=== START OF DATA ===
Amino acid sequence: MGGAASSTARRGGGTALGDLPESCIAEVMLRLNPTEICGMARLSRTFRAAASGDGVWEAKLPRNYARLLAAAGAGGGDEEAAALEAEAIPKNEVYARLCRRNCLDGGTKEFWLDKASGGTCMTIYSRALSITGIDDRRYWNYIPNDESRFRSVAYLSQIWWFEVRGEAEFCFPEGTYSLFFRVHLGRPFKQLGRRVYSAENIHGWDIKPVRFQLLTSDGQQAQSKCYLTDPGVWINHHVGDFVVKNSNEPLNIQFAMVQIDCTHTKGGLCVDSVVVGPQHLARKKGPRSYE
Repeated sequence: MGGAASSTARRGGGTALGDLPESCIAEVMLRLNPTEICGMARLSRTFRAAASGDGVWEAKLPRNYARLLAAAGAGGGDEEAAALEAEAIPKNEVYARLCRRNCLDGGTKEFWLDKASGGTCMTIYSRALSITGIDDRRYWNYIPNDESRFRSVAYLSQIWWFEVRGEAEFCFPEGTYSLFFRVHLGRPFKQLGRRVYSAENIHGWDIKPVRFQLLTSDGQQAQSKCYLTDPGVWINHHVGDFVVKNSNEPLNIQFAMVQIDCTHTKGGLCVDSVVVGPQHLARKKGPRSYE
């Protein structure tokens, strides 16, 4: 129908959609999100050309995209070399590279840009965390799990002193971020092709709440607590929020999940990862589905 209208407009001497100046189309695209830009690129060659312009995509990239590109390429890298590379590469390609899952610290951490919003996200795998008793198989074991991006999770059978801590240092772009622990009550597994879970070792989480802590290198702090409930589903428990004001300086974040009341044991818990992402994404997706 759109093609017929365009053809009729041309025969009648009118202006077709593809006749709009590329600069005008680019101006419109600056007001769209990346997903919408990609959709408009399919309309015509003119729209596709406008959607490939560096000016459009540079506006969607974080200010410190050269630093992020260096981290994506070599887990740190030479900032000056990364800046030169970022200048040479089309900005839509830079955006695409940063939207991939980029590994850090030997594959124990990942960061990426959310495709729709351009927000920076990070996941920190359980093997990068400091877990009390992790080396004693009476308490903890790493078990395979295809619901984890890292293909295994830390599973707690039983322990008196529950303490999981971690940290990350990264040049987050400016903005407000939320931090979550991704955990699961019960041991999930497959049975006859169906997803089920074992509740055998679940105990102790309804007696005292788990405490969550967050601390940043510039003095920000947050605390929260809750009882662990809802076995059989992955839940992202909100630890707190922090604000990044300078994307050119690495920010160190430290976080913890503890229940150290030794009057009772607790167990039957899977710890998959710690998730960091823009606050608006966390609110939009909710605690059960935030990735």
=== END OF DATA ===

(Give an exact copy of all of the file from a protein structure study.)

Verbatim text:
Amino acid sequence: MGGAASSTARRGGGTALGDLPESCIAEVMLRLNPTEICGMARLSRTFRAAASGDGVWEAKLPRNYARLLAAAGAGGGDEEAAALEAEAIPKNEVYARLCRRNCLDGGTKEFWLDKASGGTCMTIYSRALSITGIDDRRYWNYIPNDESRFRSVAYLSQIWWFEVRGEAEFCFPEGTYSLFFRVHLGRPFKQLGRRVYSAENIHGWDIKPVRFQLLTSDGQQAQSKCYLTDPGVWINHHVGDFVVKNSNEPLNIQFAMVQIDCTHTKGGLCVDSVVVGPQHLARKKGPRSYE
Repeated sequence: MGGAASSTARRGGGTALGDLPESCIAEVMLRLNPTEICGMARLSRTFRAAASGDGVWEAKLPRNYARLLAAAGAGGGDEEAAALEAEAIPKNEVYARLCRRNCLDGGTKEFWLDKASGGTCMTIYSRALSITGIDDRRYWNYIPNDESRFRSVAYLSQIWWFEVRGEAEFCFPEGTYSLFFRVHLGRPFKQLGRRVYSAENIHGWDIKPVRFQLLTSDGQQAQSKCYLTDPGVWINHHVGDFVVKNSNEPLNIQFAMVQIDCTHTKGGLCVDSVVVGPQHLARKKGPRSYE
């Protein structure tokens, strides 16, 4: 129908959609999100050309995209070399590279840009965390799990002193971020092709709440607590929020999940990862589905 209208407009001497100046189309695209830009690129060659312009995509990239590109390429890298590379590469390609899952610290951490919003996200795998008793198989074991991006999770059978801590240092772009622990009550597994879970070792989480802590290198702090409930589903428990004001300086974040009341044991818990992402994404997706 759109093609017929365009053809009729041309025969009648009118202006077709593809006749709009590329600069005008680019101006419109600056007001769209990346997903919408990609959709408009399919309309015509003119729209596709406008959607490939560096000016459009540079506006969607974080200010410190050269630093992020260096981290994506070599887990740190030479900032000056990364800046030169970022200048040479089309900005839509830079955006695409940063939207991939980029590994850090030997594959124990990942960061990426959310495709729709351009927000920076990070996941920190359980093997990068400091877990009390992790080396004693009476308490903890790493078990395979295809619901984890890292293909295994830390599973707690039983322990008196529950303490999981971690940290990350990264040049987050400016903005407000939320931090979550991704955990699961019960041991999930497959049975006859169906997803089920074992509740055998679940105990102790309804007696005292788990405490969550967050601390940043510039003095920000947050605390929260809750009882662990809802076995059989992955839940992202909100630890707190922090604000990044300078994307050119690495920010160190430290976080913890503890229940150290030794009057009772607790167990039957899977710890998959710690998730960091823009606050608006966390609110939009909710605690059960935030990735």